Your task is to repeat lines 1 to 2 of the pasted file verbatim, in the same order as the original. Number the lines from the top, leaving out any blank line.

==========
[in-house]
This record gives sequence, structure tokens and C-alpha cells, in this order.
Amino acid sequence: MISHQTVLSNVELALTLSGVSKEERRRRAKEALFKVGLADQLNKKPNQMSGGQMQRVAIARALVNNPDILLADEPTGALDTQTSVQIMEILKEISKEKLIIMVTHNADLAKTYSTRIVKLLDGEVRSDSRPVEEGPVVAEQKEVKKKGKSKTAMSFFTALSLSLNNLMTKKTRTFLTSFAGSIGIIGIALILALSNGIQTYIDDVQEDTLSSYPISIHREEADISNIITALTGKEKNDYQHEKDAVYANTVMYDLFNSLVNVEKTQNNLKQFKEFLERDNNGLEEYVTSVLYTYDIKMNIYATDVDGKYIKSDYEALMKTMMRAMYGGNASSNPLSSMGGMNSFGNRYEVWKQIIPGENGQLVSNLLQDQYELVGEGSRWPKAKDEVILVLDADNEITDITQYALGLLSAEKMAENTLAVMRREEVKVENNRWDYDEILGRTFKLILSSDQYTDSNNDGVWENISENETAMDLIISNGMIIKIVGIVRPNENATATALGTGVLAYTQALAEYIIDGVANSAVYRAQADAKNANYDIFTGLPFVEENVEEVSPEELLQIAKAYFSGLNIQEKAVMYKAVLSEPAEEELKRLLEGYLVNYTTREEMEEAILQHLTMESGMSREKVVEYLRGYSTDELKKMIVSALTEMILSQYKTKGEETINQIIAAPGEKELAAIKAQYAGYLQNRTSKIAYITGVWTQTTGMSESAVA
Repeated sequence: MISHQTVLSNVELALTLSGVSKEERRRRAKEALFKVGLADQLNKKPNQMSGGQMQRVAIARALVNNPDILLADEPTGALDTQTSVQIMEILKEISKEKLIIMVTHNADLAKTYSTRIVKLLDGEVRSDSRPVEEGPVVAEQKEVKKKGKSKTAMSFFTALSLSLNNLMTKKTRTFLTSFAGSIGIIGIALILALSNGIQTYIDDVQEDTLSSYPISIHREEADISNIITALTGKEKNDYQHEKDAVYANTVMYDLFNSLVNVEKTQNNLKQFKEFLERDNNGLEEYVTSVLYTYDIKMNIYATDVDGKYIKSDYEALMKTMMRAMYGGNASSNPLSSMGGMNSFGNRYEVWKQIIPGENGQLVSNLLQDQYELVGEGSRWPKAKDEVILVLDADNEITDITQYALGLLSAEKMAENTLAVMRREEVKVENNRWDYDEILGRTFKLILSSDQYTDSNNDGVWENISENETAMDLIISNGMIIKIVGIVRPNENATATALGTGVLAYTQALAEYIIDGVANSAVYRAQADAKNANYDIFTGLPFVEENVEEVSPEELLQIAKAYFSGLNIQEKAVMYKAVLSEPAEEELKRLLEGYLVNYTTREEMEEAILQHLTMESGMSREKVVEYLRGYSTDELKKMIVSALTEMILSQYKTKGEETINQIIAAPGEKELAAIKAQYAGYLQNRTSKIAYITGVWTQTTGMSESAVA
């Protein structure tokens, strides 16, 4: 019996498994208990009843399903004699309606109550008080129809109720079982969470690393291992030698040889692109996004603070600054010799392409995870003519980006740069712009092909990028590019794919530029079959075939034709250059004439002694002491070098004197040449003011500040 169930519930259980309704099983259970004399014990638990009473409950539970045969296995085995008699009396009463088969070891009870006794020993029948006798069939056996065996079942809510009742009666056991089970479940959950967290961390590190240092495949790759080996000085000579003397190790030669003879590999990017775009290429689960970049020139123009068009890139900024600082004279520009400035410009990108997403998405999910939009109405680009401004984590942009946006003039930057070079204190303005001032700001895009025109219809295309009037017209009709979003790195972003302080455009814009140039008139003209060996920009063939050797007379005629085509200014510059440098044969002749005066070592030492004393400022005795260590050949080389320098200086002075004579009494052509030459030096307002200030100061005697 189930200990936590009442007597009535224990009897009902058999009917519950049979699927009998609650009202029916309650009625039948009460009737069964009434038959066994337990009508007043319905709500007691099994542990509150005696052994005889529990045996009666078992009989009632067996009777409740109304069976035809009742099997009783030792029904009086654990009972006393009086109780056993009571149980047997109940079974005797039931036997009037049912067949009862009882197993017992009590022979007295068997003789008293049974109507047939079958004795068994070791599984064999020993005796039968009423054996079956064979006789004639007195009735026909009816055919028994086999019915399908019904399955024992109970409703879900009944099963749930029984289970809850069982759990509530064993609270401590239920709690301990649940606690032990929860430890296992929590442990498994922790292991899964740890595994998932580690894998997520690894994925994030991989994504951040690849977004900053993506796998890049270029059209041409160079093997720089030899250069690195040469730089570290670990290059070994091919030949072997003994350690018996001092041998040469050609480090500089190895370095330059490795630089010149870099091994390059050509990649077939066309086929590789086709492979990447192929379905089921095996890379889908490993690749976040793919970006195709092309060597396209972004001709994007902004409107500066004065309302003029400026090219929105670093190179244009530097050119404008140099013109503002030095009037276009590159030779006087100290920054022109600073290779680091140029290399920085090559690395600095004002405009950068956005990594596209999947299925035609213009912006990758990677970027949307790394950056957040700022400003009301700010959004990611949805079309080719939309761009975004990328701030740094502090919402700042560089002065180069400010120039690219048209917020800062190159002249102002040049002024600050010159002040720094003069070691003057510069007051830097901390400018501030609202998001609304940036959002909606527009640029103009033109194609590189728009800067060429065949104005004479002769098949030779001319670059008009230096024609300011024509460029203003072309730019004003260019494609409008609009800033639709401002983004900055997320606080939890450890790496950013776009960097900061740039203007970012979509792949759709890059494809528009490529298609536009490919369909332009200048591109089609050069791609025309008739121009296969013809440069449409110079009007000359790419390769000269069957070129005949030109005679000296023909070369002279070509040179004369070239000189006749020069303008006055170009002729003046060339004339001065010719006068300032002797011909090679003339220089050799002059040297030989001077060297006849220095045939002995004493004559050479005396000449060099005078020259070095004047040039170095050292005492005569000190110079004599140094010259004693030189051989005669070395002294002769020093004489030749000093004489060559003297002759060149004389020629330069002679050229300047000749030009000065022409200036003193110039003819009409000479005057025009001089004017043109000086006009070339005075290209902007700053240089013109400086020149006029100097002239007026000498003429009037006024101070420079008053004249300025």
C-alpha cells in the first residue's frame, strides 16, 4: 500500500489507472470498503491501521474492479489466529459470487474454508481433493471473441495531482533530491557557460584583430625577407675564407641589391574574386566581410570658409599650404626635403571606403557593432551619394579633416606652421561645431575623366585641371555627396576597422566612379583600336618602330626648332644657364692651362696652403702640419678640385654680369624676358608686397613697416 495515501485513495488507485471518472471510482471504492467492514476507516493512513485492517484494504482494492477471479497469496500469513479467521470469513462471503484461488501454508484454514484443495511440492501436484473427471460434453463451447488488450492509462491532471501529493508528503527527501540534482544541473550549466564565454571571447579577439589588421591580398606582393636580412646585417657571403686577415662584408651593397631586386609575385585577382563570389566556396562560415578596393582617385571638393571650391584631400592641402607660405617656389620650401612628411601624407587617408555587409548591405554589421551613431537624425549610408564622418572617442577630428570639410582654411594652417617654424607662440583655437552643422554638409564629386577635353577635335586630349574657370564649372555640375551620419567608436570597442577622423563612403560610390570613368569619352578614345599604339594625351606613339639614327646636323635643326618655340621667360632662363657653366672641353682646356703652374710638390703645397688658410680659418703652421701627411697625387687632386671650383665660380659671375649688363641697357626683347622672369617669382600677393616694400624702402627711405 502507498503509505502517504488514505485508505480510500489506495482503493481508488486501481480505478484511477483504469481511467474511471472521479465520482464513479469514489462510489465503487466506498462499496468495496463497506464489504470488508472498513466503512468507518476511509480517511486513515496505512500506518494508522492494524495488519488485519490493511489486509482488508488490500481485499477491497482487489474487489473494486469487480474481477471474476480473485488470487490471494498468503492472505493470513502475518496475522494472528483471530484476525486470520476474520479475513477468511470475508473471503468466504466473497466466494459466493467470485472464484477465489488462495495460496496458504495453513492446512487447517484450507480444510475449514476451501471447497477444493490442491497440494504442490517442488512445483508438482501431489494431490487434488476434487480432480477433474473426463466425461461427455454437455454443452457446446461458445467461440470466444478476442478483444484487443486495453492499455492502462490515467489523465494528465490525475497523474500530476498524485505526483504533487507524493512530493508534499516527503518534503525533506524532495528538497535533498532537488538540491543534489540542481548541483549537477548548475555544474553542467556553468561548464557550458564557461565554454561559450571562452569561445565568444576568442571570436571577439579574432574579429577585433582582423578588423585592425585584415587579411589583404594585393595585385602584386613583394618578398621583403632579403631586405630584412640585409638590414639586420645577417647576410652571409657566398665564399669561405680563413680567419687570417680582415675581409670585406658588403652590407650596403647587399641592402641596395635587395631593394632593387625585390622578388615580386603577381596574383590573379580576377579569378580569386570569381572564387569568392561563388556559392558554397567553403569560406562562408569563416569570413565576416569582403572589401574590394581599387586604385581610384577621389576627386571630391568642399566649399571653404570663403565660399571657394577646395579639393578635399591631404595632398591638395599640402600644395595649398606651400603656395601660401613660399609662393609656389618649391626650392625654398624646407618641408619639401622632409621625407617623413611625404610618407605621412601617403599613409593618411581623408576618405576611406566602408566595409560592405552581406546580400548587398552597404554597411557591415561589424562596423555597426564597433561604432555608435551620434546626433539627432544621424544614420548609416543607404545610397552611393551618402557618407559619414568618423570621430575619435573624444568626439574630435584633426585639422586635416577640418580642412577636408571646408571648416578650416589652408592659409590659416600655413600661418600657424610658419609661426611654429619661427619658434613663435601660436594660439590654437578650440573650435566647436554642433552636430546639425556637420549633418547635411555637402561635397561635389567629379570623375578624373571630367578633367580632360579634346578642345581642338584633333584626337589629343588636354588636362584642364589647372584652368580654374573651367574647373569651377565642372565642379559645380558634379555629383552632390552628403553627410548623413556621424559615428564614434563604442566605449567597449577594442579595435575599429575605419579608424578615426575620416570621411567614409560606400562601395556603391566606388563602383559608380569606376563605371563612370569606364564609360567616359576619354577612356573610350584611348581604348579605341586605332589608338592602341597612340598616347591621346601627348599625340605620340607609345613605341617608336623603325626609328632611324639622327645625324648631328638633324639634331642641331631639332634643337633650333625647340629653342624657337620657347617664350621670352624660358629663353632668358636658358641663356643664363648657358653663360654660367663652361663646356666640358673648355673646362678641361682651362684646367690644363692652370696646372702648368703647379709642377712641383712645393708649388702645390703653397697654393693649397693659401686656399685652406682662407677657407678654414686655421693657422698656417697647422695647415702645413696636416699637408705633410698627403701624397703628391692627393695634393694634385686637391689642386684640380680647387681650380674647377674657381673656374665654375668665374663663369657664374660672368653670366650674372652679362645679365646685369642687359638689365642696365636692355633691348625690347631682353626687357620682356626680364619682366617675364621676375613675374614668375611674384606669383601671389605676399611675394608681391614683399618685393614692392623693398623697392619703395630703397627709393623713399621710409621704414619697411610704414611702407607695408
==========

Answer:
[in-house]
This record gives sequence, structure tokens and C-alpha cells, in this order.